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Title: A genetic investigation of the muscle and neuronal channelopathies : from Sanger to next-generation sequencing
Author: Gardiner, A. R.
ISNI:       0000 0004 7230 1021
Awarding Body: UCL (University College London)
Current Institution: University College London (University of London)
Date of Award: 2016
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The neurological channelopathies are a group of hereditary, episodic and frequently debilitating diseases often caused by dysfunction of voltage-gated ion channels. This thesis reports genetic studies of carefully clinically characterised patient cohorts with different episodic neurological and neuromuscular disorders including paroxysmal dyskinesias, episodic ataxia, periodic paralysis and episodic rhabdomyolysis. Genetic and clinical heterogeneity has in the past, using traditional Sanger sequencing methods, made genetic diagnosis difficult and time consuming. This has led to many patients and families being undiagnosed. Here, different sequencing technologies were employed to define the genetic architecture in the paroxysmal disorders. Initially, Sanger sequencing was employed to screen the three known paroxysmal dyskinesia genes in a large cohort of paroxysmal movement disorder patients and smaller mixed episodic phenotype cohort. A genetic diagnosis was achieved in 39% and 13% of the cohorts respectively, and the genetic and phenotypic overlap was highlighted. Subsequently, next-generation sequencing panels were developed, for the first time in our laboratory. Small custom-designed amplicon-based panels were used for the skeletal muscle and neuronal channelopathies. They offered considerable clinical and practical benefit over traditional Sanger sequencing and revealed further phenotypic overlap, however there were still problems to overcome with incomplete coverage. Large custom and non-custom pull-down panels were used to investigate patients with recurrent rhabdomyolysis patients. The contribution of genetic abnormalities was determined, and it was concluded that while the contribution of the RYR1 was substantial, it was minimal for the classic voltage-gated ion channels SCN4A and CACNA1S Lastly, whole-exome sequencing was applied to two large undiagnosed possible channelopathy families. One family was found to indeed harbour a channelopathy mutation, whilst the other did not. Overall, next-generation sequencing proved to be a more thorough and efficient method for channelopathy genetic diagnosis and several novel findings throughout the thesis expanded the current knowledge within the field.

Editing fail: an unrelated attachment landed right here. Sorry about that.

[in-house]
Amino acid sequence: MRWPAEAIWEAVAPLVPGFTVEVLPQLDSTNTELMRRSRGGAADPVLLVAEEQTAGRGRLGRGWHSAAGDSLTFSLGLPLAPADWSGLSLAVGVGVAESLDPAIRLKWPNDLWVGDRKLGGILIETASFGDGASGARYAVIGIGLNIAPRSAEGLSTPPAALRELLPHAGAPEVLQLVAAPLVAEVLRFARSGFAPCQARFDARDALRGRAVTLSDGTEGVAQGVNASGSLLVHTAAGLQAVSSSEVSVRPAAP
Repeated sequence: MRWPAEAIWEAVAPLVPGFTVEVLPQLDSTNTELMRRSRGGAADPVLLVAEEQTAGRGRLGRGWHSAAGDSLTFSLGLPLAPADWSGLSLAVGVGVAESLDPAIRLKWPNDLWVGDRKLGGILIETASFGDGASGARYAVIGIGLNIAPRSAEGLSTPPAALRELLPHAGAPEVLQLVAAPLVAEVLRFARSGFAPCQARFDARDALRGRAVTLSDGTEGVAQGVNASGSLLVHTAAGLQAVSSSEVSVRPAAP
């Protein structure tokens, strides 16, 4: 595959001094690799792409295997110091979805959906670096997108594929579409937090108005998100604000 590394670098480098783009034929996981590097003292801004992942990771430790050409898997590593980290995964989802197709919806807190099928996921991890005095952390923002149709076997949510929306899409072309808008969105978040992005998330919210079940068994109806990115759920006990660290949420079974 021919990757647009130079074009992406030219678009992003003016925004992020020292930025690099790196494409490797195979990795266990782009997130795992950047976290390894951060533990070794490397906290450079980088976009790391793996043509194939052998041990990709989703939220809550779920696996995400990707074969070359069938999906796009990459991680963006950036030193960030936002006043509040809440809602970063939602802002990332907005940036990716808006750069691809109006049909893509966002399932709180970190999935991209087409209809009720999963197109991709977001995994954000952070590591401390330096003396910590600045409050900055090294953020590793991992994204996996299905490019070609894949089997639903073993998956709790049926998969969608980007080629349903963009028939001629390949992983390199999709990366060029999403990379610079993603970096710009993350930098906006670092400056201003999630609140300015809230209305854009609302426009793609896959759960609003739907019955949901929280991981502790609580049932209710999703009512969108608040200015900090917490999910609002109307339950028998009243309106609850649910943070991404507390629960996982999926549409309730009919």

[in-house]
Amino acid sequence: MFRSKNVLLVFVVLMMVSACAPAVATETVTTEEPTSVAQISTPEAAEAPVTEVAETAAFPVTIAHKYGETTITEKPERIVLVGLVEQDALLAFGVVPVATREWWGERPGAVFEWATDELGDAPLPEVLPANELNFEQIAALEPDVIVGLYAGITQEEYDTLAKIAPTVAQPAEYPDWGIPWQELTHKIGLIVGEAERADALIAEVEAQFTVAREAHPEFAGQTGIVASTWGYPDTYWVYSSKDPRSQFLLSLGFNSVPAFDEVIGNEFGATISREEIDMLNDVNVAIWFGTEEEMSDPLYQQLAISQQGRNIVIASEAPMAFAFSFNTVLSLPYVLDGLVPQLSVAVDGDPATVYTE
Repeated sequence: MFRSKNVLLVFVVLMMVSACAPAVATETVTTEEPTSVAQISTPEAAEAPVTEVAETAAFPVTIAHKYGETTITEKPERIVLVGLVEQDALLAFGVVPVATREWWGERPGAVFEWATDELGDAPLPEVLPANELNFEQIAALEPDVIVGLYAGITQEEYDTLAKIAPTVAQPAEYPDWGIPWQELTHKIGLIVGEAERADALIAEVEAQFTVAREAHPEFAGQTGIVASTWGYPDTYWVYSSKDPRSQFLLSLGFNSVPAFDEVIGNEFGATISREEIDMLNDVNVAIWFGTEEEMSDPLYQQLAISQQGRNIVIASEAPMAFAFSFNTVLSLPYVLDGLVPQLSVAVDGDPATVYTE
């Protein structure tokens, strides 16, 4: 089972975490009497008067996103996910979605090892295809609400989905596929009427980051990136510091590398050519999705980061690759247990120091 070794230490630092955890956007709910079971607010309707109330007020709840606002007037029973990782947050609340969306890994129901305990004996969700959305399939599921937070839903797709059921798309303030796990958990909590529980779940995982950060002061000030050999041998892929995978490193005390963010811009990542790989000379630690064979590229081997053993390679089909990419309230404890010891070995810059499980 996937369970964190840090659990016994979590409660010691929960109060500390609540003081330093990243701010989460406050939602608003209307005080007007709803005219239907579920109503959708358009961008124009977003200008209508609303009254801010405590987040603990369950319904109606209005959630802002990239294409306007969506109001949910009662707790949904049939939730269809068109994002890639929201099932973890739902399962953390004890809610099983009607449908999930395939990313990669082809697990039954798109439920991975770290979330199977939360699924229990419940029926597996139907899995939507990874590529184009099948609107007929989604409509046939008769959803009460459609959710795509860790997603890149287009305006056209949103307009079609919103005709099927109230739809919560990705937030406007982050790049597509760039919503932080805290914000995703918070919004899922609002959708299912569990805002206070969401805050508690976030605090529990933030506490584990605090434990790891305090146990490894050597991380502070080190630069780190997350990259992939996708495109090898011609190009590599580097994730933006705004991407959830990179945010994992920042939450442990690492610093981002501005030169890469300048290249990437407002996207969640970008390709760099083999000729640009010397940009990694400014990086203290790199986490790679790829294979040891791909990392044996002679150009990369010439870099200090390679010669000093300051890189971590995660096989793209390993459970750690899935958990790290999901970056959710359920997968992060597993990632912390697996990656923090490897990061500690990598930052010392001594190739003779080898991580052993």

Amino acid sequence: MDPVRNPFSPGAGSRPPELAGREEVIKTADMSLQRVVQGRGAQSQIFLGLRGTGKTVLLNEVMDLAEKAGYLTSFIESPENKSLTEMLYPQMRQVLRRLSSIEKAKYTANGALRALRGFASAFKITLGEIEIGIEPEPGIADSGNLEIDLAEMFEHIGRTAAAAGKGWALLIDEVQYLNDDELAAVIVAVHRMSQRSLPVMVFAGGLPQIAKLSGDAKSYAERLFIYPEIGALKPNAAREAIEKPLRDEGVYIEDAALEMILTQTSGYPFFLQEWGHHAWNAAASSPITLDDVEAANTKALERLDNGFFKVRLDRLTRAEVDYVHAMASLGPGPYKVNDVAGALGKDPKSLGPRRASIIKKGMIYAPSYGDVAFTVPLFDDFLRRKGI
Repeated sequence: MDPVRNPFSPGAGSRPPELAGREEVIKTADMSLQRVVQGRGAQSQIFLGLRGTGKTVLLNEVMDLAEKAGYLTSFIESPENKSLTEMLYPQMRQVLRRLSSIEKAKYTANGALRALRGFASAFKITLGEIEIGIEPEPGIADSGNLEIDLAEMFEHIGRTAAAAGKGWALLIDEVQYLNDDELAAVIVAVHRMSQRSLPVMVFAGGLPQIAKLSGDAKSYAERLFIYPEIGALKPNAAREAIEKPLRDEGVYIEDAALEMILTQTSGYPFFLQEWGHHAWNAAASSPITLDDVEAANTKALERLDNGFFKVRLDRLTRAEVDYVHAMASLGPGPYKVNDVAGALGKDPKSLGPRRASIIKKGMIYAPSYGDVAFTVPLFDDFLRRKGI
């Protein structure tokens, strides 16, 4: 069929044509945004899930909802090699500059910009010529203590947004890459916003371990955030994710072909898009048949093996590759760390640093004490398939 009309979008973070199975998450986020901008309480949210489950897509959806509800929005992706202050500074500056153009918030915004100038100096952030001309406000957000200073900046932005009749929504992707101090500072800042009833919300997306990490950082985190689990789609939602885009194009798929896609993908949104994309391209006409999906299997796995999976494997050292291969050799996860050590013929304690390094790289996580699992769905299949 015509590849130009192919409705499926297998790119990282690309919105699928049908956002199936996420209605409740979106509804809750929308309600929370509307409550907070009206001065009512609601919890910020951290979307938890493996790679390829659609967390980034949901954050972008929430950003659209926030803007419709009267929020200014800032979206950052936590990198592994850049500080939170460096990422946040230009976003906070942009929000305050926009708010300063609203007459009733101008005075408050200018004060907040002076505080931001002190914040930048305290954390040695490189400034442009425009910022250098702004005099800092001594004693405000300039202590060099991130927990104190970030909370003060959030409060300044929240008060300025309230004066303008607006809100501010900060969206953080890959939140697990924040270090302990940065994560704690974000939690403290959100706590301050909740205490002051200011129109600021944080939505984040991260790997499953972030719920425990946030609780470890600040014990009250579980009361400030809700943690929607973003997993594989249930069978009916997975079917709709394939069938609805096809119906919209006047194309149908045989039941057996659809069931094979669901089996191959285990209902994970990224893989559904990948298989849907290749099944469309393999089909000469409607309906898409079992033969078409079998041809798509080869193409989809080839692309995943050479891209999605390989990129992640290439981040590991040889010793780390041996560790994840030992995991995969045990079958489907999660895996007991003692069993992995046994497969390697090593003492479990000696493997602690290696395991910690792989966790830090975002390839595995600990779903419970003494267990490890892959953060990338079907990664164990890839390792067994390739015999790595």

Supervisor: Houlden, H. ; Hanna, M. Sponsor: Not available
Qualification Name: Thesis (Ph.D.) Qualification Level: Doctoral
EThOS ID:  DOI: Not available